Congress again considering family-leave measure Bill requiring time off for family needs is bait for presidential veto.

March 08, 1991|By Knight-Ridder

WASHINGTON -- As the nation's attention shifts to domestic issues again, Congress is quickly moving toward a vote on family leave -- social legislation that seems tailored for the '90s.

In these times of single-parent and dual-career families, polls show strong support for a law requiring companies to allow their workers up to three months of unpaid leave to care for a new child or cope with a serious illness in the immediate family.

Though last year's family-leave bill was vetoed by President Bush, supporters say their strength has increased and prospects are now better.

"We're talking about a fundamental economic necessity here, not triviality," Rep. Marge Roukema, R-N.J., said yesterday as a House subcommittee voted 16-7 to start the family-leave bill on its way to the floor.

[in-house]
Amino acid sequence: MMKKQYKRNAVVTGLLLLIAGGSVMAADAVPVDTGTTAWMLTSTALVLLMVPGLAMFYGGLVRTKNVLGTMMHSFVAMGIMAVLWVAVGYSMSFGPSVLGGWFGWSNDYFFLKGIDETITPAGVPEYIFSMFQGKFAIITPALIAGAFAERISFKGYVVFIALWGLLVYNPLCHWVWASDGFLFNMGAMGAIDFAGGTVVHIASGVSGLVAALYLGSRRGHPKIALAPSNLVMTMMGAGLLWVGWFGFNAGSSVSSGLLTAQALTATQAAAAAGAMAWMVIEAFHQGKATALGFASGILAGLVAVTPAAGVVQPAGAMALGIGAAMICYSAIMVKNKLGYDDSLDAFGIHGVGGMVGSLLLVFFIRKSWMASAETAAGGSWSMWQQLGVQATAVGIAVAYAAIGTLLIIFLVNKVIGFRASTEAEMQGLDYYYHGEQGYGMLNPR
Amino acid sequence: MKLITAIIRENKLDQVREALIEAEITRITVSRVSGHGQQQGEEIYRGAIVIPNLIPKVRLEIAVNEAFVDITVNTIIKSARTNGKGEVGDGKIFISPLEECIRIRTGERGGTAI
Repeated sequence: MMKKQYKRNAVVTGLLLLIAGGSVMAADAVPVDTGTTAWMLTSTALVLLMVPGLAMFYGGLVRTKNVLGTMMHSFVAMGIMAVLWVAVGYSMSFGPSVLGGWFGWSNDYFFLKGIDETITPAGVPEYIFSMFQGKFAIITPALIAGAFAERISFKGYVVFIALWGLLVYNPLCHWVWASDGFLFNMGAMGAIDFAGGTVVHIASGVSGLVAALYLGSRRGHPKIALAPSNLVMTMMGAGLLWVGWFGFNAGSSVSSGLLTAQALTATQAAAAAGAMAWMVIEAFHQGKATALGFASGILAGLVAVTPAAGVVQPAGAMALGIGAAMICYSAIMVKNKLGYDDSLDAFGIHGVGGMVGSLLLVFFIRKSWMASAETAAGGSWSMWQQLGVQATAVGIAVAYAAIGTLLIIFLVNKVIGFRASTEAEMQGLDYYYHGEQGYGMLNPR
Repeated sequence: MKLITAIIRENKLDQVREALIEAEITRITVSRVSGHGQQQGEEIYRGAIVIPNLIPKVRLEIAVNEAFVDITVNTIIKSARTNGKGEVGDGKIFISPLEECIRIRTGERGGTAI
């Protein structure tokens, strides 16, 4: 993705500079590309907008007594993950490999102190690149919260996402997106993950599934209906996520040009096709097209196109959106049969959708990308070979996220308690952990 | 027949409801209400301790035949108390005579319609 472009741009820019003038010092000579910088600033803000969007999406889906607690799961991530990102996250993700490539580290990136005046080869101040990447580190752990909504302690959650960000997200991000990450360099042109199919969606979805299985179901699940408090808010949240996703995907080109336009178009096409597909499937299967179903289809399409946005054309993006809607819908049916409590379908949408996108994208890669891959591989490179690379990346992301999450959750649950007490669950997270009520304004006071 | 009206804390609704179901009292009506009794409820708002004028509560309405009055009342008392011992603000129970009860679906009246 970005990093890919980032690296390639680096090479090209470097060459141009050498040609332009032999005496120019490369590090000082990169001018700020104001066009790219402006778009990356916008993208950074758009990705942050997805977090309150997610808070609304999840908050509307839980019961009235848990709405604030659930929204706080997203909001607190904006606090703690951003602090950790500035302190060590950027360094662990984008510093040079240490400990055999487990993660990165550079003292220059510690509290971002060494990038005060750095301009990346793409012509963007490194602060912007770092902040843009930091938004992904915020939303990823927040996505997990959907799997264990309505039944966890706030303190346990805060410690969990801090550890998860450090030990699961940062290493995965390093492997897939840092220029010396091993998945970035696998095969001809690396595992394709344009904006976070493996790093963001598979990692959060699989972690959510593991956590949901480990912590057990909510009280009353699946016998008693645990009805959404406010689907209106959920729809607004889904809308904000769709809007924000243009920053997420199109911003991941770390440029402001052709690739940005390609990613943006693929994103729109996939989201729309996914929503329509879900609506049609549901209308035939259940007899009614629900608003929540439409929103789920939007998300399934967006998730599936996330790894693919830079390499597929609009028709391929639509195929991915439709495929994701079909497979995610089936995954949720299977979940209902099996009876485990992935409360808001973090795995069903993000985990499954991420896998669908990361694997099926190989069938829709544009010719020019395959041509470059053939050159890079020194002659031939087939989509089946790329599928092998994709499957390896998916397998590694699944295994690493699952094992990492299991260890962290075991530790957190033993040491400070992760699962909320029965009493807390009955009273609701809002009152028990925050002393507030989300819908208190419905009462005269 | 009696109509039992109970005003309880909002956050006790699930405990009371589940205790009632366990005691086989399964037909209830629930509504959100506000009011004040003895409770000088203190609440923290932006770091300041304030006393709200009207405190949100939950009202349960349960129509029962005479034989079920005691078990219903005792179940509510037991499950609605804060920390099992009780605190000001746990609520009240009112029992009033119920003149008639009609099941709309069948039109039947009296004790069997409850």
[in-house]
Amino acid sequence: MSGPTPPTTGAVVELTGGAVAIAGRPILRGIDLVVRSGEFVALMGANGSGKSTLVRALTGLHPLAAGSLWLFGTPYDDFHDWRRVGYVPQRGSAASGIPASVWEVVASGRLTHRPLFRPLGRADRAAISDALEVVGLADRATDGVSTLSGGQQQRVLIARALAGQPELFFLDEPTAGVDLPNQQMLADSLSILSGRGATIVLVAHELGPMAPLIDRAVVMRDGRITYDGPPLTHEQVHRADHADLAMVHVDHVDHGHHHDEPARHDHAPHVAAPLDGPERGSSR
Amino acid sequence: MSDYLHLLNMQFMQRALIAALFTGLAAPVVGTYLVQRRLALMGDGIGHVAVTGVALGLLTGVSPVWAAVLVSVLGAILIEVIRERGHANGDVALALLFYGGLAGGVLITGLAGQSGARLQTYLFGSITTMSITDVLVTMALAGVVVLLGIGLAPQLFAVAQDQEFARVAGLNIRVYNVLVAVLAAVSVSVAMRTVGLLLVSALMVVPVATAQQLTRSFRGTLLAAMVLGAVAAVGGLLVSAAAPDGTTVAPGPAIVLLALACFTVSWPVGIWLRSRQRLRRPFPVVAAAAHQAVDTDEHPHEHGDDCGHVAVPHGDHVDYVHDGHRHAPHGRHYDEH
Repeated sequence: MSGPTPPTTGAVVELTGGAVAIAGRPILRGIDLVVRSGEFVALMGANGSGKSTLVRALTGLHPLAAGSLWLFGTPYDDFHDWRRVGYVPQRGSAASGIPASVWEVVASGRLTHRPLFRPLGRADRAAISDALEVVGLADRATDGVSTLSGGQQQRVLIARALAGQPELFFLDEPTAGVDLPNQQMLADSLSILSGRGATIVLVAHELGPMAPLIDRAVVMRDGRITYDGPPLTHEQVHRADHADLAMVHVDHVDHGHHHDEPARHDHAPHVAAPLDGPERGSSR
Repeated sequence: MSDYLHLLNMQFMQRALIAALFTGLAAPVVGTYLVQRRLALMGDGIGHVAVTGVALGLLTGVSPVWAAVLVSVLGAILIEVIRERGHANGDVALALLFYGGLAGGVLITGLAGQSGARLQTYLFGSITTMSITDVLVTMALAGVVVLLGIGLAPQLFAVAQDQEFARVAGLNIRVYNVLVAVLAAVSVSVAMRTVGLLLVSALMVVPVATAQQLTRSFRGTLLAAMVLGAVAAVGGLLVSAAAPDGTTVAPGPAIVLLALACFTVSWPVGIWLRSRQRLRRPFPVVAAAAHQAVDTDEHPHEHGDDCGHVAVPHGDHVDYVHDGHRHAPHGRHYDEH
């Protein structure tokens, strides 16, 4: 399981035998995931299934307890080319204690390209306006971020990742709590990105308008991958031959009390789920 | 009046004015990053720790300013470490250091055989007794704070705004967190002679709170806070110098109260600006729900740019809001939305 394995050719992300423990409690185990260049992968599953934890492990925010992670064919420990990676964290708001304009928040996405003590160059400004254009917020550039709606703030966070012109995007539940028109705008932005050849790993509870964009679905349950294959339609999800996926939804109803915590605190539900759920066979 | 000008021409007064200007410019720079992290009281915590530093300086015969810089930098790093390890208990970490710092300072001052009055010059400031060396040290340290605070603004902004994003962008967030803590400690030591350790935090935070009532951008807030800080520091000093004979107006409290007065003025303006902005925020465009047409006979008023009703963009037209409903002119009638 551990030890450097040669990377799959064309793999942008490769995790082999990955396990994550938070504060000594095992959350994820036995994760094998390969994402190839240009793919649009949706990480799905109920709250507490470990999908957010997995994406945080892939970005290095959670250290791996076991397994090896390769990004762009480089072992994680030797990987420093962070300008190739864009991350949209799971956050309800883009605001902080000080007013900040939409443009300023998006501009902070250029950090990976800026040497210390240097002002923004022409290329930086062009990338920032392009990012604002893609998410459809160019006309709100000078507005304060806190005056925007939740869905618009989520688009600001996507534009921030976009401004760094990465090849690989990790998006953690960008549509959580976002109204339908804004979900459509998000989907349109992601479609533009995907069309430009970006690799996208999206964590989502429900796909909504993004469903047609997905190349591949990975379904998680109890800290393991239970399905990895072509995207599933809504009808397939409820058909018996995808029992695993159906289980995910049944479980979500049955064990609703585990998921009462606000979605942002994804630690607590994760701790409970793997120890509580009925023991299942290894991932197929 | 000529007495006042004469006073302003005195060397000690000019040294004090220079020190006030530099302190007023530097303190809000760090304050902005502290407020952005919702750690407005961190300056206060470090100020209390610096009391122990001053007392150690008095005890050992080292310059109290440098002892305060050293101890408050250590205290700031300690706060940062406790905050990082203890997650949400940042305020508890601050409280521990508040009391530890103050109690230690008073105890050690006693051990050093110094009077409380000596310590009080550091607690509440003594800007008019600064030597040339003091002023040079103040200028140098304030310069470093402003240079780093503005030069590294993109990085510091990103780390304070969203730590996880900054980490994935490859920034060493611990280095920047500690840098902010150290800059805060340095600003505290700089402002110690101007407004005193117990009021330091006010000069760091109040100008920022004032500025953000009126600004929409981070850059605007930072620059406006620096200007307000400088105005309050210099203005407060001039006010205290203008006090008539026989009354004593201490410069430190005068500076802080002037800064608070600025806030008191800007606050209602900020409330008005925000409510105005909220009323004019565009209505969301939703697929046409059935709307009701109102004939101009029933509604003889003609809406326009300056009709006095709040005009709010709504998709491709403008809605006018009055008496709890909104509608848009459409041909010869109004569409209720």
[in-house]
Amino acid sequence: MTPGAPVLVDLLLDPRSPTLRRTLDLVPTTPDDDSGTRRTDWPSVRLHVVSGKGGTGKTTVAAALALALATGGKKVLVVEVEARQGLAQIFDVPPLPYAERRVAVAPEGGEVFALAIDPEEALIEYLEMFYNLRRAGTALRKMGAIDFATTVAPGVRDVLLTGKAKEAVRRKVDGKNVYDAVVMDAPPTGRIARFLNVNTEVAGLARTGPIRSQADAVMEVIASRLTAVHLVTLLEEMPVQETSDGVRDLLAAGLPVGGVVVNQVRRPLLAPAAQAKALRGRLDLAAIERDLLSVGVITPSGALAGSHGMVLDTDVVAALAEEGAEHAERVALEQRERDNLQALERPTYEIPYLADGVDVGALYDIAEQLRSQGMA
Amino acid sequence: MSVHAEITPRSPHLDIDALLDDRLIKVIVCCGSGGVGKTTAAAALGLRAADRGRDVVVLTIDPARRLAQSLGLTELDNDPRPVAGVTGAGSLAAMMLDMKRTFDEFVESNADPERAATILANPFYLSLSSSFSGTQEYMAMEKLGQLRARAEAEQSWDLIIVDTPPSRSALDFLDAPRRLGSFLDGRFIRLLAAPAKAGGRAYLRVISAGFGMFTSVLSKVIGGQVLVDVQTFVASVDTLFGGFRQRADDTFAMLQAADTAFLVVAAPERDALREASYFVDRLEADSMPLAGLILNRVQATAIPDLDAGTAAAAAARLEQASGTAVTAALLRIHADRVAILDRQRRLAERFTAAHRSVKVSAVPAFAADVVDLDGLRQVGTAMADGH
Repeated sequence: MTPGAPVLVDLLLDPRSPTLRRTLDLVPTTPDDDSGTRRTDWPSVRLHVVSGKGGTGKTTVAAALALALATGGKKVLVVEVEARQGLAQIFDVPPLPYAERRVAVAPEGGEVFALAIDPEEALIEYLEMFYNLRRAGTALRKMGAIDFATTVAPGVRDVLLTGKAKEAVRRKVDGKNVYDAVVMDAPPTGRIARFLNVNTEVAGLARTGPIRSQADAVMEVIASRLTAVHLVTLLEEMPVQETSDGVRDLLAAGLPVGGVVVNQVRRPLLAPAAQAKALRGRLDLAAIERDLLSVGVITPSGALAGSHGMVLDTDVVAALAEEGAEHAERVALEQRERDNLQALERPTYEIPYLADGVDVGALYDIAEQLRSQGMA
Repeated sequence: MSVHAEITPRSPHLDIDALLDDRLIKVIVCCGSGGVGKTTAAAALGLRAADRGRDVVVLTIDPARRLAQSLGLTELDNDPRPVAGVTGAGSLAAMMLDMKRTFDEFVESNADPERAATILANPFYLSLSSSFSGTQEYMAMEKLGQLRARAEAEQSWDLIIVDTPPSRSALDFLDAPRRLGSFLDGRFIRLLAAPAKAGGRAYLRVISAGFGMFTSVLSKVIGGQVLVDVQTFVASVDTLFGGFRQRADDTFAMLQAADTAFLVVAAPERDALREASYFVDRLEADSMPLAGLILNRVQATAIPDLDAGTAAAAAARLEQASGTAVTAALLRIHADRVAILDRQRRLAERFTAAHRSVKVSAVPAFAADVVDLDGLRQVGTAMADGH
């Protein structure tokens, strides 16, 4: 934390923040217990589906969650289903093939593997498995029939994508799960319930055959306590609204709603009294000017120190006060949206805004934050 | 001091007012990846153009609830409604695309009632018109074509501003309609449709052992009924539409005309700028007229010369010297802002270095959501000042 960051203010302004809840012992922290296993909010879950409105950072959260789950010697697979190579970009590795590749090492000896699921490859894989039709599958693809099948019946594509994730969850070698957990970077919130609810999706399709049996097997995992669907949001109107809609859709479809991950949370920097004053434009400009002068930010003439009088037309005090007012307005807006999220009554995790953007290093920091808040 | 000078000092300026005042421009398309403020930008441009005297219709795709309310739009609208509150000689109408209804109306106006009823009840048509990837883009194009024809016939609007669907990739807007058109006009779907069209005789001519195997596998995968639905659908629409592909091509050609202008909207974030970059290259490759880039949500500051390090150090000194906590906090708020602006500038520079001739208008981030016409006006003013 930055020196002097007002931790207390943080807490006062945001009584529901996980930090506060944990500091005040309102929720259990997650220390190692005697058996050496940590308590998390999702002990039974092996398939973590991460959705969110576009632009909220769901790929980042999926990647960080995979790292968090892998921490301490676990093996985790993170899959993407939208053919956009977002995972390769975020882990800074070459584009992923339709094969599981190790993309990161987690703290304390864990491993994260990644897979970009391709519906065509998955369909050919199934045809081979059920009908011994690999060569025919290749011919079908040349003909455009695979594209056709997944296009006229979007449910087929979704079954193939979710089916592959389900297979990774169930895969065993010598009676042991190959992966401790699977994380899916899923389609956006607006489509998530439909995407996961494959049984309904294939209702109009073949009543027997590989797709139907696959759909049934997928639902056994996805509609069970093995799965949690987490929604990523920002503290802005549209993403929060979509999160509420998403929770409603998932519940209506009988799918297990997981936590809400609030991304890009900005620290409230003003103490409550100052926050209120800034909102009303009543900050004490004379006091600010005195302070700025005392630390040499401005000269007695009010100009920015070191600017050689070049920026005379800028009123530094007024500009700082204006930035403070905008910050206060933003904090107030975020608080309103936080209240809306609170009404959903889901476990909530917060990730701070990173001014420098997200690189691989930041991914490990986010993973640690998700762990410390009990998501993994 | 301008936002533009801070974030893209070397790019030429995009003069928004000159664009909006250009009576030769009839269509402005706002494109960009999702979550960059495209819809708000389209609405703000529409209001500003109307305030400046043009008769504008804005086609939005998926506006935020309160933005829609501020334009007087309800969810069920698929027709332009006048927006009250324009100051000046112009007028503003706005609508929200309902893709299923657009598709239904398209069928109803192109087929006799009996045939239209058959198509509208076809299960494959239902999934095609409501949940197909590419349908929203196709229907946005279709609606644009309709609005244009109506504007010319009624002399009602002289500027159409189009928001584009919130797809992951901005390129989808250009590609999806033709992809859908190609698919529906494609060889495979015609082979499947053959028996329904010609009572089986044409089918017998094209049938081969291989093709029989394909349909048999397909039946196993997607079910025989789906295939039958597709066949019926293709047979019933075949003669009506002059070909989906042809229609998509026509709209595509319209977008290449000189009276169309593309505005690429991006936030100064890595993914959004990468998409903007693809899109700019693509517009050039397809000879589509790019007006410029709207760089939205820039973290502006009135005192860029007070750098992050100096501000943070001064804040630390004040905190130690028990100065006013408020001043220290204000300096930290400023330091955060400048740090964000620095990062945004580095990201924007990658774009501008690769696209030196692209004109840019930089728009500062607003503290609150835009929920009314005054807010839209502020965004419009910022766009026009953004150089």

What's more, it's a benefit that would cost little for the deficit-ridden federal government.

But the bill still faces a dead end at the White House. In vetoing family leave last year, Bush said workplace benefits should be set by companies and their employees, not dictated by the federal government. And Bush has shown no sign of changing his mind.

"It's sort of like same book, second chapter," said Mary Tavenner, a lobbyist for the National Association of Wholesalers, one of the business groups opposing the bill. She is confident Bush will veto it again.

Democrats say they wouldn't mind it at all if their first big domestic policy fight of the year with Bush came on family leave.

House Speaker Thomas S. Foley, D-Wash., and Senate Majority Leader George J. Mitchell, D-Maine, have made the bill a top legislative priority. A vote in the House is expected between Easter and Memorial Day.

"This is more or less part of the strategy of the leadership to offset the president's strength," Tavenner said. "This is one of a long list of items the leadership wants to put out for political reasons."

Individual Republicans are starting to shift away from the White House line, which runs parallel to the business lobby's position.

In the Senate, Daniel R. Coats, R-Ind., the ranking GOP member on the subcommittee that handles family and children's issues, unexpectedly endorsed the bill at a recent hearing.

"Supporting families is preventive social activism," Coats said. "It allows us to encourage success -- not deal with the results of failure."

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